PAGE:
Apprenticeship Neglect: The Plumber’s Crack of Tradie Safety

Tradies make up approximately 30% of the Australian workforce, but represent almost 60% of all workplace injuries.[1]

Unfortunately, it’s the apprentices, the young men who find themselves learning how to perform complicated work with unfamiliar machines, in hazardous work environments, that are often put at the highest risk.

The Incident

This was found to be the case in 2020, when a Brisbane steel fabrication company received a $50,000 fine following an incident that left a third-year apprentice boilermaker with severe groin lacerations. The sentencing took place in the Brisbane Magistrates Court recently.

The company has over 60 employees and specializes in metalwork and steel fabrication and boasts a 50-year operational history. At the time of the incident, the third-year apprentice had undergone training on using grinders and safety protocols, including positioning to avoid kick-back.

At the time of his injury, the apprentice was using a 7-inch Metabo angle grinder with a wire wheel attachment to cut the flange off a 200mm mild steel universal beam (UB). The apprentice was wearing a face shield, safety glasses and long sleeve clothing, but wasn’t wearing a leather apron because he hadn’t been told to use one.

After approximately 5 to 10 minutes of grinding, the machine snagged the steel and ricocheted backward, with the wire wheel attachment catching in the apprentice’s trousers and embedding in his groin, causing a severe laceration. He was promptly taken to the hospital, where the grinder and wire brush attachment were surgically removed, and the laceration was treated.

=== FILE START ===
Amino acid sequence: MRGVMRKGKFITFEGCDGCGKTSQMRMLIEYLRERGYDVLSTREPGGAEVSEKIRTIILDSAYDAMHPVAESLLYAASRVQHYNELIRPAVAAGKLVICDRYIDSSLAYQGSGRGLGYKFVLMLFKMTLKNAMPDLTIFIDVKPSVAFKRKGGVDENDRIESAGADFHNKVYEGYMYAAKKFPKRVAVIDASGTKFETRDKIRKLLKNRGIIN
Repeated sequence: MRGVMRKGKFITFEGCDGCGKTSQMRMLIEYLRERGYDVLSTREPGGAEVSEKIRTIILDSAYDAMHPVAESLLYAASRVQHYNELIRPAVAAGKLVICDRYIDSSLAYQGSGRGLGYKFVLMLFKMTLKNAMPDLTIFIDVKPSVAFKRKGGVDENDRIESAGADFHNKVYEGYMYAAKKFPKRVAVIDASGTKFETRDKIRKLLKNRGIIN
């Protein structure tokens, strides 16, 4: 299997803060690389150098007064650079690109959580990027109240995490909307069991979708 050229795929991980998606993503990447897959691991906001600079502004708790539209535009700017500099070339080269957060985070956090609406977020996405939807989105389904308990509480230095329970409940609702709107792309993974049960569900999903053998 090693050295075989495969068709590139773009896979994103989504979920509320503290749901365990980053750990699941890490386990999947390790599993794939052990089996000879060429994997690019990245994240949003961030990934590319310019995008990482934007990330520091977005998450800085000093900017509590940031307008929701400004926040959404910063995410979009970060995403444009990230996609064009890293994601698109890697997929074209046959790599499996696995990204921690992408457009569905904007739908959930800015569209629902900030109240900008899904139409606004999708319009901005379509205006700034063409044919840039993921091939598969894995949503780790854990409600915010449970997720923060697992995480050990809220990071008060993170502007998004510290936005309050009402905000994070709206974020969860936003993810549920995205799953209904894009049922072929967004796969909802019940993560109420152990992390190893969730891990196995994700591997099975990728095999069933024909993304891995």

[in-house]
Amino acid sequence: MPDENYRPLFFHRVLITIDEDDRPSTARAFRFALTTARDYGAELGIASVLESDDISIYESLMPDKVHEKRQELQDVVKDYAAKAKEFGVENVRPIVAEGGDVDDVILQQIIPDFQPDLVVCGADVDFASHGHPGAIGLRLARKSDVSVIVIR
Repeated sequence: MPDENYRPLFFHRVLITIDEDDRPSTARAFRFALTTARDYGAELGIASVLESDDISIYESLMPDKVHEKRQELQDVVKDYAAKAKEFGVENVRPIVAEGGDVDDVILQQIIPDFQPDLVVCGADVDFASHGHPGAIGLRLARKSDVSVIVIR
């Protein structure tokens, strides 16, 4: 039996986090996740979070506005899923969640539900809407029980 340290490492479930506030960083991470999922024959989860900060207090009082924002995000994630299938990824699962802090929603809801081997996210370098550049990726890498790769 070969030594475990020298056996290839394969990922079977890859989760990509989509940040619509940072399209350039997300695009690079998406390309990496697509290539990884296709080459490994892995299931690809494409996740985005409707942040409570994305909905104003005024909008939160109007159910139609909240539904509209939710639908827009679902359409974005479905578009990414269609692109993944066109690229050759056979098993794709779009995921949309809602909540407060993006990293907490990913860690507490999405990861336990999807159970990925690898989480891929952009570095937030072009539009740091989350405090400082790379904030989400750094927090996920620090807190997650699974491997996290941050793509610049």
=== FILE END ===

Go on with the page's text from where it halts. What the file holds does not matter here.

Queensland Courts on Apprentice Safety

During sentencing, Acting Magistrate Leanne Scoines emphasized that the defendant faced prosecution under the Work Health and Safety Act 2011, designed to safeguard workers’ health and safety. Her decision took into account the factors listed in s 9 of the Penalties and Sentences Act 1992, the young and relative inexperience of the apprentice and the need for both specific and general deterrence.

Although the apprentice’s injury was serious and gruesome, impacting his lifestyle both mentally and physically during his recovery period, there were no long-term permanent physical consequences, and he successfully completed his apprenticeship with the defendant company.

Acknowledging the widespread potential risk to apprentices and tradies in Australia, Magistrate Scoines stressed the critical importance of employers remaining diligent and vigilant in safeguarding health and safety. While the company had a good standing and a long history without prior incidents, the safety measures in place fell short of ensuring the apprentice’s protection on the incident date.

WorkCover Claims

At Claimwise our mission is to help you save money on your legal fees. By starting your WorkCover claim with a traditional ‘No Win, No Fee’ law firm your total legal fees can end up being $10,000 or more higher than by using us.

If you or someone you know has been injured at work in Queensland and want to keep your legal costs down, feel free to get in touch with us.

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